Bobbitt hearing resumes

The man who pleaded guilty to confining, beating and raping a Penticton woman as her toddler sat by her side could go to prison for life.

David Wesley Bobbitt had his sentencing and dangerous offender hearing continue in Kelowna this week. Bobbitt pleaded guilty to seven charges related to confining

The man who pleaded guilty to confining, beating and raping a Penticton woman  as her toddler sat by her side could go to prison for life.

Crown prosecutors are in a Kelowna courtroom this week, presenting arguments to B.C. Supreme Court Justice Peter Rogers that David Wesley Bobbitt, 39, should be labelled a Dangerous Offender. It’s a designation that could see him sent away for an indeterminate prison sentence.

As the diminutive and balding man sat in the prisoner’s box staring at his feet, Crown counsel Deb Drissell explained that Bobbit’s actions July 30 2011, subsequent psychological evaluations and allegations of previous sexual violence met the bar set for the classification.

His offence alone was so brutal, she said, it indicated that future behaviour is unlikely to be inhibited by standard restraints and he will likely harm others if given the opportunity.

Highlighting that brutality, Drissell revisited the events of July 30, 2011. A young Penticton mother went to Bobbitt’s store to look for a trundle bed for her 22 month old son. As she was leaving, Bobbitt knocked her down with a hammer-blow to the head.  Then, over the course of 15 hours she was imprisoned, he continued to hit her with the hammer, burnt her with cigarettes, bit her and violently sexually assaulted her while threatening to turn on her child.

“She remained quiet,” Drissell told the court. “She did not want to give him an excuse to turn his attention to her son.”

Reading from the woman’s victim impact statement, Drissell added that the woman expected that she and her son would die from the attack, and with that belief in mind she removed his diaper and tried to console him, so he’d at least be comfortable during their last few hours.

If it weren’t for the intervention of her family, who found her after a lengthy search, that may have been her fate, said Drissell. There’s medical evidence supporting the idea that she could have died from the wounds incurred, having lost significant amounts of blood and suffering gashes that cut to her skull.

In addition to the nature of Bobbitt’s violence, there’s also the issue of remorse, which he’s never expressed. That, Drissell said, is unusual.

From the moment he was imprisoned, Bobbitt had failed to show any regard for his victim or the crimes he later pleaded guilty to. When an undercover police officer entered the cell with Bobbitt, he was immediately put ill at ease.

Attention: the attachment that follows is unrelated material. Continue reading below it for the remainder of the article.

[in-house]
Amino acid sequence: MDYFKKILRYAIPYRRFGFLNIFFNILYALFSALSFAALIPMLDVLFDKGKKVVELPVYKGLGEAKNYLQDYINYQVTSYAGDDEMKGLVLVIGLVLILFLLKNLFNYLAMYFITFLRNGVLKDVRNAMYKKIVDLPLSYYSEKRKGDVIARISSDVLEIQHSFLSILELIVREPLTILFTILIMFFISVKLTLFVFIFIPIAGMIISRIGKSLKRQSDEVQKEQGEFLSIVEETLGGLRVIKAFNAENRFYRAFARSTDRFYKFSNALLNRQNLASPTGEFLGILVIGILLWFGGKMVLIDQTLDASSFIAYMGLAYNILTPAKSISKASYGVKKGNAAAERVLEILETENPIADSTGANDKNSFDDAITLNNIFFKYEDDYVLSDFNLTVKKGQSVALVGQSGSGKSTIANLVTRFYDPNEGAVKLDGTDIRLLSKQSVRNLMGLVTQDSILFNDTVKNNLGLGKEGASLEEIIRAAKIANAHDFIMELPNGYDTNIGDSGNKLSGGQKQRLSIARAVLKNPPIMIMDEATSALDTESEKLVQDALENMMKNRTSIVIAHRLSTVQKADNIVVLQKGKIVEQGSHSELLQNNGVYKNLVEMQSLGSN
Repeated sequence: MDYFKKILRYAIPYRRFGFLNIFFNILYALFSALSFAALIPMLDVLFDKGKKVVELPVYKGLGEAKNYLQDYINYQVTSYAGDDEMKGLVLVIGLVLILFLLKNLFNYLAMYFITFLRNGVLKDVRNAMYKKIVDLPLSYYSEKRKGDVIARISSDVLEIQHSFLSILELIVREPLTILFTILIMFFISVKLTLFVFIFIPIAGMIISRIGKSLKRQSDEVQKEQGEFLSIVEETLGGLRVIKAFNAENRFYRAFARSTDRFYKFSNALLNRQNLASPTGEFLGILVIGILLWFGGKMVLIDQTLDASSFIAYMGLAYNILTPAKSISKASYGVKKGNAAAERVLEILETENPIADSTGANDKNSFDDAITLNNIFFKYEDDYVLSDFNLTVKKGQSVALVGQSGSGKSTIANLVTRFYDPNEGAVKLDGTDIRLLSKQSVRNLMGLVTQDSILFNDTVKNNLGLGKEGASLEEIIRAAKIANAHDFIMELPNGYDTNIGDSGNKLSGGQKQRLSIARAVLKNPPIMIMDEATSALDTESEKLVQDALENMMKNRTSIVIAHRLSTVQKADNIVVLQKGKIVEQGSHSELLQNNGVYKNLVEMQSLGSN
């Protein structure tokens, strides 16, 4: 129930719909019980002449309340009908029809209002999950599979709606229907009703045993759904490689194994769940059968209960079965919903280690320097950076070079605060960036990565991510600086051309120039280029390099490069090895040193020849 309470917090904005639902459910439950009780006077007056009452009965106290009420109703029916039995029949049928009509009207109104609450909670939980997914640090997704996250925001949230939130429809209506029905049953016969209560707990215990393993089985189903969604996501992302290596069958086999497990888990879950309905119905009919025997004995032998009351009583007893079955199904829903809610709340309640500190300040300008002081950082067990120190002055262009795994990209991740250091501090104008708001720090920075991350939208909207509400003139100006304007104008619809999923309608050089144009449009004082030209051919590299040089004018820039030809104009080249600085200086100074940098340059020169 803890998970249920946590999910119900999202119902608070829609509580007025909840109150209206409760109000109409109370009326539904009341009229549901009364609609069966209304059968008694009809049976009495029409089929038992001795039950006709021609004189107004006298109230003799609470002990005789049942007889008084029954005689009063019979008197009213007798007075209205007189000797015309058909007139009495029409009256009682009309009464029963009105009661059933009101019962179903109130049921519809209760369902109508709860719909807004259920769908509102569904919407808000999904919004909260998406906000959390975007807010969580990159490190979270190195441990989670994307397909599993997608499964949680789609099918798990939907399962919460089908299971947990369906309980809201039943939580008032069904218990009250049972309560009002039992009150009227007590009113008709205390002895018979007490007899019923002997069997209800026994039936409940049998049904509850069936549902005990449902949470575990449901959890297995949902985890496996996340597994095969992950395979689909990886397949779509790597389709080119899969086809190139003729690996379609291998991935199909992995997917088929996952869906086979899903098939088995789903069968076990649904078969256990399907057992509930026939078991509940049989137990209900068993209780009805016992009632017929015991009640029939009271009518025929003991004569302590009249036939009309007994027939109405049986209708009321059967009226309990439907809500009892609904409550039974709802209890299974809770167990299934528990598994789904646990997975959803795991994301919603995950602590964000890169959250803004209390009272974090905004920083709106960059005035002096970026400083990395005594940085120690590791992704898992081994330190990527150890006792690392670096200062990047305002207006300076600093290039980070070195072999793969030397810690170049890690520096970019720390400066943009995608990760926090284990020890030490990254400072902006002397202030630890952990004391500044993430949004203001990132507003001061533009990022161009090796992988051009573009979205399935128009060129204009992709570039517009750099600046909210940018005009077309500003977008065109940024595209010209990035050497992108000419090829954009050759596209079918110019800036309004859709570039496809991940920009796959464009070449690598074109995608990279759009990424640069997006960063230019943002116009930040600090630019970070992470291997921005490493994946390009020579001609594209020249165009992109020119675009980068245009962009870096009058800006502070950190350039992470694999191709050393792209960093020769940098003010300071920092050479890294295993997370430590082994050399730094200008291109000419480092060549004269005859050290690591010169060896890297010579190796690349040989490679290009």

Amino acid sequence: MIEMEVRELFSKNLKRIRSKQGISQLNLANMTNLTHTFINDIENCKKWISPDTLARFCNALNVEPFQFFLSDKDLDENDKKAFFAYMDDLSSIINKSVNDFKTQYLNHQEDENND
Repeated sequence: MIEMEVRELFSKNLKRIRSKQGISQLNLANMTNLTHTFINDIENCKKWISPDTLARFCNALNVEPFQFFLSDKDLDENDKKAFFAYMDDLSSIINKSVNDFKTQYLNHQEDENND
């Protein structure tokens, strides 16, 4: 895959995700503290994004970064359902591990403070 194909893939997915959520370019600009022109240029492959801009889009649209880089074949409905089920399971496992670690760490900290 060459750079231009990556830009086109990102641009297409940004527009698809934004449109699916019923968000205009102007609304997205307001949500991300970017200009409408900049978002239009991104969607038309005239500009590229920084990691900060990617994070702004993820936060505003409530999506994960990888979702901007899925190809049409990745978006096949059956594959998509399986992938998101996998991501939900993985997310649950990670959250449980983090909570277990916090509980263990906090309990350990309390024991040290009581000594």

Bobbitt threatened to kill him by biting out his Adam’s apple, then later shared details about how he’d been violent from a young age. He also laughed about the crime he’d been arrested for, noting that his victim “was a tough bitch.”

In subsequent psychological assessments, Bobbitt went so far as to blame his victim for the amount of force he levied.

While Drissell argued that brutality and lack of remorse paint a damning enough picture of Bobbitt, there is also the matter of allegations that precede the current charge. Crown counsel Nashina Devji argued that Bobbitt raped and beat his then girlfriend in 2007. During what seemed like a trial within a sentencing hearing, Devji said that there was ample corroborated evidence to support the claim that the alleged victim, whose name is protected by a publication ban, was assaulted violently.

In Bobbitt’s defence, lawyer James Pennington argued that the earlier account of violence should be disregarded, based on her character and previous unfruitful dealings with police.

“The crown has not proven these allegations … (The witness’) credibility is a huge factor and she has no credibility. She should not be believed,” Pennington said.

For Justice Peter Rogers to  declare Bobbitt a dangerous offender, he must find his offences were so brutal that it’s unlikely his behaviour will be inhibited by standard restraints, or that he shows he can’t control his sexual impulses and will likely harm others again.